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November 24, 2005

Children optional

Happy Thanksgiving, everyone. I'm thankful we were able to celebrate Thanksgiving at my parents' house for about the millionth time, except for the one year I had a false alarm heart problem, which turned out to be caused by excessive caffeine. I'm also thankful for children, both mine and others', and we had all of mine, and all of my older sister's children with us today (the youngest of all of these being my 14-year-old son).

But I did get a kick out of this article in the New York Times, giving 10 rules for younger children at parties. Since our kids are teens and post-teens, they don't really count as kids any more, at least at parties, and we usually think, on those rare occasions when we entertain, that perhaps we're really like to focus on adults. The code words we use in our invitations are "children optional." We find that this alerts our friends to the idea that they should feel free not to bring their kids, but it allows them to bring them if they have a good reason. It also doesn't insult my two siblings who live nearby, whose kids we of course are delighted to have on any occasion.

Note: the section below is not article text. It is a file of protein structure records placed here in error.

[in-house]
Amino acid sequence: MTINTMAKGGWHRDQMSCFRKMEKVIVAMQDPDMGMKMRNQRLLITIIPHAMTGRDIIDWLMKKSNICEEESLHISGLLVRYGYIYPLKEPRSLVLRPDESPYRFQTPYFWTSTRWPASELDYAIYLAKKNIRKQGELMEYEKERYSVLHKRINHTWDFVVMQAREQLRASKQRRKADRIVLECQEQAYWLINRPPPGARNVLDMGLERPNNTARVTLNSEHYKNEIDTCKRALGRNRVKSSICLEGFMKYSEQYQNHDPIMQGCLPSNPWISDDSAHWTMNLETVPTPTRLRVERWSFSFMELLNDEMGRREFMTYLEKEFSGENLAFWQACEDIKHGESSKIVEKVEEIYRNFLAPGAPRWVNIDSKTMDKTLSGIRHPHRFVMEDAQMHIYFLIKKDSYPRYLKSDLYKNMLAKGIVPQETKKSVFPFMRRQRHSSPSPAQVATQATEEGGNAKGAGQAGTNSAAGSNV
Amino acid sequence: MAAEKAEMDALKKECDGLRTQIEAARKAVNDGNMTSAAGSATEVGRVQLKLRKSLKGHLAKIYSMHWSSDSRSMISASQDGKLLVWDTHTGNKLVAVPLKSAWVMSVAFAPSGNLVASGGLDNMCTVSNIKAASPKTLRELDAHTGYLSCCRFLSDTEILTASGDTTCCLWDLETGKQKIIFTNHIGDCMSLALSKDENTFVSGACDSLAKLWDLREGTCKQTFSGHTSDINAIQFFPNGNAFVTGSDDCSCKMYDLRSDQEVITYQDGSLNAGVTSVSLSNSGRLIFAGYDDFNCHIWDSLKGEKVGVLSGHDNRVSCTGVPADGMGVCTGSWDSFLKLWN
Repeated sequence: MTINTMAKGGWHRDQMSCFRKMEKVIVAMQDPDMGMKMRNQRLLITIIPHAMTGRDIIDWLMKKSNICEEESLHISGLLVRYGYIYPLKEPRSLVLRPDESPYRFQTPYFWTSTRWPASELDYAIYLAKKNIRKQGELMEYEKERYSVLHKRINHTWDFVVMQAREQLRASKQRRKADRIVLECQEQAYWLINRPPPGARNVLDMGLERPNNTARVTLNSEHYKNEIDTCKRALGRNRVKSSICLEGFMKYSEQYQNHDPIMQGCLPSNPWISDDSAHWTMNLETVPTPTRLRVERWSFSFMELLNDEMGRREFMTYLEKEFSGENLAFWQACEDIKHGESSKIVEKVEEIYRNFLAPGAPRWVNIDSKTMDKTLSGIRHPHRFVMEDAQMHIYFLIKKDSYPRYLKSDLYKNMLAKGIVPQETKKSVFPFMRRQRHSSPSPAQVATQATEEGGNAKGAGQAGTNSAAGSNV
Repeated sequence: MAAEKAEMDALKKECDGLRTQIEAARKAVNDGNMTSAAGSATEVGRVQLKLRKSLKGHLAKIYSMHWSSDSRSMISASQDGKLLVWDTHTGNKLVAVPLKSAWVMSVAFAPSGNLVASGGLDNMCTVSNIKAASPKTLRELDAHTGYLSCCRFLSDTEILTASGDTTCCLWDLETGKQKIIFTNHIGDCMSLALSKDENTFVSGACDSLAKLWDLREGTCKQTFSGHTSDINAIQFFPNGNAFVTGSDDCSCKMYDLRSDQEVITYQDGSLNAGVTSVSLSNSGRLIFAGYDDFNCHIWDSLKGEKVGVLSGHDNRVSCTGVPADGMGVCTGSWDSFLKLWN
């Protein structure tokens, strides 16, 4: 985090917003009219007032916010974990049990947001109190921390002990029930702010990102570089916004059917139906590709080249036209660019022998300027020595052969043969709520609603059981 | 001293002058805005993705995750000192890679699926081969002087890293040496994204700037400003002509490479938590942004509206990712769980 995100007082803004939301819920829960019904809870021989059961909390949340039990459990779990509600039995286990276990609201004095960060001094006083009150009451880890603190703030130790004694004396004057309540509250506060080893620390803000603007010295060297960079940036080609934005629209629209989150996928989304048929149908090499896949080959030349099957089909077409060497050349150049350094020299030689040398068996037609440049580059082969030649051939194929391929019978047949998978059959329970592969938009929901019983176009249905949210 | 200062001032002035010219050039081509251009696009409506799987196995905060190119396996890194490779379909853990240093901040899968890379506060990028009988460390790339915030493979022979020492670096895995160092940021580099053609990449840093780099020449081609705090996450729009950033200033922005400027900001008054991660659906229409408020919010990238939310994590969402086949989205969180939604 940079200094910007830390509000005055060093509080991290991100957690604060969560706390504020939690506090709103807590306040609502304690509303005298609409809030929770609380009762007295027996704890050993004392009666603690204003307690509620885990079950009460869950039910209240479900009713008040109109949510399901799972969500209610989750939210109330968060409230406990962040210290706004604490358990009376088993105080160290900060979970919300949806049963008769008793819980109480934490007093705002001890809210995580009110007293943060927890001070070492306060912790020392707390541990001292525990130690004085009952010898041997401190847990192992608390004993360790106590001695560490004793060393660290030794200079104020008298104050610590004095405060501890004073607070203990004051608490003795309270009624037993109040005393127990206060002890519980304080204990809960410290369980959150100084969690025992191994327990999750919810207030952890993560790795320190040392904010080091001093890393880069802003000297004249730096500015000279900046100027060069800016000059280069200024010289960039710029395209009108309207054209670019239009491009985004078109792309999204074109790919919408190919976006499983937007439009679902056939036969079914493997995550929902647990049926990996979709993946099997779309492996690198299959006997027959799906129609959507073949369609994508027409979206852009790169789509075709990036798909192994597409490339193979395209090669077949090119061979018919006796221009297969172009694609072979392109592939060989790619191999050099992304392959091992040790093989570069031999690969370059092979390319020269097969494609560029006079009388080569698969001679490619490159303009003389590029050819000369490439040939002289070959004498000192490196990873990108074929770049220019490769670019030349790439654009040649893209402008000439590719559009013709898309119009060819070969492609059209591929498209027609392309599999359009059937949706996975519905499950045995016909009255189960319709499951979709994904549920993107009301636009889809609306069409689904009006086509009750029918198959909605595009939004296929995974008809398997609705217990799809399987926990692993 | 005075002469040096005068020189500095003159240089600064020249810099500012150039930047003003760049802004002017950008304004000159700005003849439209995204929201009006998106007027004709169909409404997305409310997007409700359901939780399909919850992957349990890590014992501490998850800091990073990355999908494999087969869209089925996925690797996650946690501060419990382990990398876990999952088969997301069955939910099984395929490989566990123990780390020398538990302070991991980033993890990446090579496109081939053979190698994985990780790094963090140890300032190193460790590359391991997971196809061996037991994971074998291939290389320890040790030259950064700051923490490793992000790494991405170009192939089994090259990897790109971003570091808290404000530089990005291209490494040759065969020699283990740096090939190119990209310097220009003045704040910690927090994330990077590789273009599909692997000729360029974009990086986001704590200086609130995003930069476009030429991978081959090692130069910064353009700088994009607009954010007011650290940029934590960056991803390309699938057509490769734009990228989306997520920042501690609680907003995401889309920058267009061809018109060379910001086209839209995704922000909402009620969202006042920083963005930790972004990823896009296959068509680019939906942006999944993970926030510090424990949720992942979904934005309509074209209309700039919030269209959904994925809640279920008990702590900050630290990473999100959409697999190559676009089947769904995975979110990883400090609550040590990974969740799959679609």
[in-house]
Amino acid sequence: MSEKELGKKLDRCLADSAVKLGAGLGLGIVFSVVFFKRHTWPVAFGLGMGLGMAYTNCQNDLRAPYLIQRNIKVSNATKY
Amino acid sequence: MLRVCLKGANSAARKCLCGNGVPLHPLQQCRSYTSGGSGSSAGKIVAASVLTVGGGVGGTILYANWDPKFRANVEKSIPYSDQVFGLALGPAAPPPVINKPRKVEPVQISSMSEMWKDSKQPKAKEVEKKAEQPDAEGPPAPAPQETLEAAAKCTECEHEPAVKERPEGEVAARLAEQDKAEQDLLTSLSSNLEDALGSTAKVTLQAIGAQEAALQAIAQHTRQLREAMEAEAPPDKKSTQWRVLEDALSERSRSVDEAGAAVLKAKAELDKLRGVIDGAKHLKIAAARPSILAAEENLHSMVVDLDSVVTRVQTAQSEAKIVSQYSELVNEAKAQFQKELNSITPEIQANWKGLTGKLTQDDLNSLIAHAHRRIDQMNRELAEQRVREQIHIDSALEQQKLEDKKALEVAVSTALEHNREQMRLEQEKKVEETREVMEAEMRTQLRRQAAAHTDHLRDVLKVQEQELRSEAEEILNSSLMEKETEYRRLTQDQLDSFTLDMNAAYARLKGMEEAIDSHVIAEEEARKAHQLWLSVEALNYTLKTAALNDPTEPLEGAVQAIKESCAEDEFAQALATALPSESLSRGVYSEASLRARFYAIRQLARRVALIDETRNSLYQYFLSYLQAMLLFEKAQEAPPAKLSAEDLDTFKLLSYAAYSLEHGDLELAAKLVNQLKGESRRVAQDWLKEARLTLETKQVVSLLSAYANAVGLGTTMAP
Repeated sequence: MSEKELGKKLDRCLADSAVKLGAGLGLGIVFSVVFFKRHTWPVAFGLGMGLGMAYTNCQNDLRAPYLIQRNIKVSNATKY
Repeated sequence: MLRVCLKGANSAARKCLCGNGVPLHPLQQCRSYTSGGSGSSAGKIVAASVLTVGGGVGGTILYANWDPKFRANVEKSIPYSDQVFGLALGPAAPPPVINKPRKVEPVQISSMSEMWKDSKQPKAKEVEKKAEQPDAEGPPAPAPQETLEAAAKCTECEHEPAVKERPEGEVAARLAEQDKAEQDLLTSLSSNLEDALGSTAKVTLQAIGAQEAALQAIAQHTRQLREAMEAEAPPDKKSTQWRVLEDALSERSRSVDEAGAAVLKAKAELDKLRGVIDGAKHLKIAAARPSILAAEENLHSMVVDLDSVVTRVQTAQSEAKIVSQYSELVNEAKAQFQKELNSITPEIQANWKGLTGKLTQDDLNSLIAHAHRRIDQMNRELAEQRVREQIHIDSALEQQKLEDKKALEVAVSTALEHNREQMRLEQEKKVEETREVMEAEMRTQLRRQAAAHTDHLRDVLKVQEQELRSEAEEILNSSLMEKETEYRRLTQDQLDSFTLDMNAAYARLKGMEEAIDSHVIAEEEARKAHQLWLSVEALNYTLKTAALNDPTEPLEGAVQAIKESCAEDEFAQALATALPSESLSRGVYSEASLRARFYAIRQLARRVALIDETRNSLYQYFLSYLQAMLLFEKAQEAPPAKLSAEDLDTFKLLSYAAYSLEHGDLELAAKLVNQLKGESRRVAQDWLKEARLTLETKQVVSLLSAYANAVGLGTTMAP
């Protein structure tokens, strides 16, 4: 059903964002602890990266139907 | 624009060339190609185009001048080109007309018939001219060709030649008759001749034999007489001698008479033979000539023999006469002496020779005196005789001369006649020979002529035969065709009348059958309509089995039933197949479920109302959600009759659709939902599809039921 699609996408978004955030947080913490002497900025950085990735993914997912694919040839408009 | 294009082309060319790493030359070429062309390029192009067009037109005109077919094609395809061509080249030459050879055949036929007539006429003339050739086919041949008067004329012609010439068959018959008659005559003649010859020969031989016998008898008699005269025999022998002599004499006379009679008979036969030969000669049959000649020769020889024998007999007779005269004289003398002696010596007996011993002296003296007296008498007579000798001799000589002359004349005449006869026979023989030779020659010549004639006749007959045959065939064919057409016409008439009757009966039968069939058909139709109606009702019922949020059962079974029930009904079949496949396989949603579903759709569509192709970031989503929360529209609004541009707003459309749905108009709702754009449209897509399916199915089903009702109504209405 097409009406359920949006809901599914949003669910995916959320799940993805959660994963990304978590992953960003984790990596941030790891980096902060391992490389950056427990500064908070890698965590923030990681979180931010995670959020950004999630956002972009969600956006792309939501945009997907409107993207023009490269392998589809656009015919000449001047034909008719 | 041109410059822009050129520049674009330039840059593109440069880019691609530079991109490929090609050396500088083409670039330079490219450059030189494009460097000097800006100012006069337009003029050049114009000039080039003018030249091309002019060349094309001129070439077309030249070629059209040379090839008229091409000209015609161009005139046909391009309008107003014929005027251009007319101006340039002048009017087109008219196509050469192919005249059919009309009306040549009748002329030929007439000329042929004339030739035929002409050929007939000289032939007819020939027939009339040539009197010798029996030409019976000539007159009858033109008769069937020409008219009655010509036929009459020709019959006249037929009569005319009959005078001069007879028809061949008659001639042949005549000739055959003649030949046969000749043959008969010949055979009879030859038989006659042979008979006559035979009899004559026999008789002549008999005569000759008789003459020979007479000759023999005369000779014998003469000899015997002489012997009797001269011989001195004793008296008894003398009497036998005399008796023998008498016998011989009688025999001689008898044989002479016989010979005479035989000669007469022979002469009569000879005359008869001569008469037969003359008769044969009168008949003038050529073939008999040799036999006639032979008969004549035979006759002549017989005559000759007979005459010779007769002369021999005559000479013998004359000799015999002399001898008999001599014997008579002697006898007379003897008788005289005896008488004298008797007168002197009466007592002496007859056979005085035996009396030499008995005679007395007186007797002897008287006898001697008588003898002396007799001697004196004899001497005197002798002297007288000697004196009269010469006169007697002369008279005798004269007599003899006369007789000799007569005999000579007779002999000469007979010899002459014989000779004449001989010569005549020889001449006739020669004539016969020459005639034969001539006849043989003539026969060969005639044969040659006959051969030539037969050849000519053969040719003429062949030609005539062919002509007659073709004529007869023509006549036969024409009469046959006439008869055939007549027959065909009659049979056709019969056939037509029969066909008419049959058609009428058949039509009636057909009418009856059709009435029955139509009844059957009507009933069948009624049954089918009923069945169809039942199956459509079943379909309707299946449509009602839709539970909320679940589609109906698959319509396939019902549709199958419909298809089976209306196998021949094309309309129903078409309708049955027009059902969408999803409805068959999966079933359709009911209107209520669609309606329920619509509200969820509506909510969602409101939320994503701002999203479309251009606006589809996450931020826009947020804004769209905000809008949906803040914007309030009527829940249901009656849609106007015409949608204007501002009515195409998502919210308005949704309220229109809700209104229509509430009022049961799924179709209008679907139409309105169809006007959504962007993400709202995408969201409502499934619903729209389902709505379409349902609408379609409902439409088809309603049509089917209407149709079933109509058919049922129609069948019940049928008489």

The Times article naturally tends toward the horror story, which is why we like to read these things, isn't it? Here's my favorite "rule":

8) Urinating on the floor is never in style.

"There was a kid, probably 2, who really liked to be naked," says a Manhattan woman who requests anonymity, recalling an elegant party. "He took off his clothes and ran around. Then he urinated on the floor. His parents thought it was really funny. It's sort of sad this behavior is tolerated."
The writer's next rule is commentary on this rule:
9) Sort of? Sort of?

Excuse us, we became unhinged for a moment.
Actually, excuse us while we change the language of our invitations to "children optional, children's clothing mandatory."